The decision was taken out of her hands however as the bus was also struggling to get up the hill about 10 kms from our intended starting point. All of a sudden the airconditioning was turned off and the next minute the bus ground to a halt. The consensus was that it wasn’t going anywhere in a hurry so gradually the group all walked to the next little group of houses where there was a local “shop” which had a few beers. These were soon being consumed by the thirsty!

A few of the more able riders decided to start riding, Shredder borrowing Rags helmet,as his was left on the bus and Rags was still in the truck from yesterday. Rags decided to remain with Judy who certainly had no intention of even attempting the 70 odd kms still left to Cao Bang. When it didn’t look like the bus was going anywhere in a hurry, our tour guide, Han, suggested we ride in the back of the truck to the top of the next hill and coast down. This we refused point blank to do, suggesting instead that we catch the next local bus to our hotel in Cao Bang. And this is what we did along with Pixie, his wife, Julie and son, Gavin.

The bus ride was hair-raising enough for us with the driver careering around corners often with only one hand on the steering wheel as he was speaking into his mobile held to his ear! We passed the riders, several of whom were already walking up the hill (mountain?) It was obvious that there was no possibility of them reaching Cao Bang before dark.

We arrived just after 6pm at the Thanh Loan Hotel. They were excellent, giving us keys to our rooms straight away and making us feel welcome. Once we had washed we met again downstairs for a few refreshments while we awaited the arrival of the others.

They came in 2 lots.The first, most of the group arrived in a mini bus that Han had waved down. Baguette and Looie came after. They had been put into a ute and their driver hadn’t known where to take them. He’d called his daughter who spoke in perfect English to them and they arranged to be dropped at the post office where Looie was able to contact the owner of Buffalo Tours who had spoken to Han and knew what had happened. He also contacted Noisy’s wife in Australia and asked her to contact Noisy and let him know where they were. However by the time Noisy came to tell Han, they had arrived as the owner of Buffalo Tours had already called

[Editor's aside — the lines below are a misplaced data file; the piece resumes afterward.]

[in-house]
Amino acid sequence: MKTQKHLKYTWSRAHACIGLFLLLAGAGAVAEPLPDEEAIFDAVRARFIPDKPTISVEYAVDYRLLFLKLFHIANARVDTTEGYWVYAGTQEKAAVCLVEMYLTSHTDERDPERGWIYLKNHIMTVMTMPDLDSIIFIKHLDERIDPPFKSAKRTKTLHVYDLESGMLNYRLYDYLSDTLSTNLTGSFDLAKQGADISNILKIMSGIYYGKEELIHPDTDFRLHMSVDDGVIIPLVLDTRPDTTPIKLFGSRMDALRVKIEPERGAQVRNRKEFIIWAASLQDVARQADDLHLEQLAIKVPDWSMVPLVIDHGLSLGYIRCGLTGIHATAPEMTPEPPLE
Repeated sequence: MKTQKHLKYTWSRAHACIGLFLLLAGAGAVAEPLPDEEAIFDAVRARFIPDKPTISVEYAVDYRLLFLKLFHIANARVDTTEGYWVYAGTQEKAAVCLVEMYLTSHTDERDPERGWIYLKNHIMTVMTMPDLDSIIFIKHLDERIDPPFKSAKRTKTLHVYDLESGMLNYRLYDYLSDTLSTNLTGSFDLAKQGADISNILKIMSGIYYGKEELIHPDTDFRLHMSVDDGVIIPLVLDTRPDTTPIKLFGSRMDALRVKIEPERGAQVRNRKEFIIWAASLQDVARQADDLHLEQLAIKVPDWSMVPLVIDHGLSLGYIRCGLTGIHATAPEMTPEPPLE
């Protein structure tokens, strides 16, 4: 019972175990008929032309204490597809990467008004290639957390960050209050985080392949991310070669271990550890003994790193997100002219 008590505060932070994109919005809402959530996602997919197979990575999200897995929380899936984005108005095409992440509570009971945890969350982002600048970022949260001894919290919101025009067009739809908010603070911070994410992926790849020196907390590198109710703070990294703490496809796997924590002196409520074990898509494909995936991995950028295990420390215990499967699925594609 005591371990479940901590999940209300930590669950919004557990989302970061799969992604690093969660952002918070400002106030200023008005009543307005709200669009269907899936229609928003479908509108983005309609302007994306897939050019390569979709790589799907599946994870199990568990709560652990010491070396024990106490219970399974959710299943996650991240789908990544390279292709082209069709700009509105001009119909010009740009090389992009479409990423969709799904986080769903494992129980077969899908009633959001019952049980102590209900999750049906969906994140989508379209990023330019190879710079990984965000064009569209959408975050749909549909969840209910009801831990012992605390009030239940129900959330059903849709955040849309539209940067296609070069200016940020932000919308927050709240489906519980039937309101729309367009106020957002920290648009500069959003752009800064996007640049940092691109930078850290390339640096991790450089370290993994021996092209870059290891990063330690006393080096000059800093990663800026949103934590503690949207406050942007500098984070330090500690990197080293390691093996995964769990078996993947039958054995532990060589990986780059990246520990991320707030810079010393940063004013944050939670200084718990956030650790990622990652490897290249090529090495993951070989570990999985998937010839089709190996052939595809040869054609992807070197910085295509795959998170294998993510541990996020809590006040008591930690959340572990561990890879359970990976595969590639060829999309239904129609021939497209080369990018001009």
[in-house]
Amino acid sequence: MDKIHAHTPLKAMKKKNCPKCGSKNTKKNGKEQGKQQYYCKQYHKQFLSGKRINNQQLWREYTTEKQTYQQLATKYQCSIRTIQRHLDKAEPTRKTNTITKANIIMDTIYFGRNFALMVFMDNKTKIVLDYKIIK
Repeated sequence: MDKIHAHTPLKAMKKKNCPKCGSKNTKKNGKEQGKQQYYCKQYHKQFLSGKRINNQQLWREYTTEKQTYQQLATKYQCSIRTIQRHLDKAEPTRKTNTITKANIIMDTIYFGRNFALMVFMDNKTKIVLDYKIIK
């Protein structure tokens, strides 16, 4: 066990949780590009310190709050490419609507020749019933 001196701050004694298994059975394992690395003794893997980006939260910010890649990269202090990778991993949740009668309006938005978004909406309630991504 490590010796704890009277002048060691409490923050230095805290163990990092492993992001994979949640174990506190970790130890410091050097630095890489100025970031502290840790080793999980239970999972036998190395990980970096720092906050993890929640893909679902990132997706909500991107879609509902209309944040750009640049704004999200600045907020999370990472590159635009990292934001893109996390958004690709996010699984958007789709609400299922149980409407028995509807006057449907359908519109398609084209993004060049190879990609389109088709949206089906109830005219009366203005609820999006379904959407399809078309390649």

Even hot for the localsEven hot for the localsEven hot for the locals

It was so hot hot out even the locals used umbrellas and we were expected to start riding!
Han and he’d been to pick them up. Quite a scary experience we think for Looie and Baguette!

A late dinner was had at a nearby restaurant and all agreed that this was the best meal we’d had so far.

Friday 17th April



Breakfast was in the hotel and consisted of an airy white roll and jam with some juicy fresh pineapple. It was brought out as we arrived which was a much better idea than having to wait for the whole group to arrive.

We didn’t have to pack up after breakfast so we could be down at the bus promptly at 8am. We drove through open countryside dotted with villages, up and down mountains. Vegetable gardens were poked into any available plot of land as were corn and rice plots.

We stopped at the little market town where everyone had a great time photographing the sights and making a few interesting purchases.

We then stopped at a local school of Truong Tieu Hoc Phuc Sen as some people in the group had brought pencils and books from Australia for the children. What an amazing experience. The teachers allowed us to completely disrupt their program and the children were happy to pose for photos(as you’ll see in our photos)

After and hour and a half we stopped on the side of a mountain to unload the bikes. The road was narrow with many broken, rocky edges. The road veered sharply downhill and Judy decided there was no way she was going to ride down that and after watching a convoy of trucks coming up the hill and passing others going down she was glad of her decision!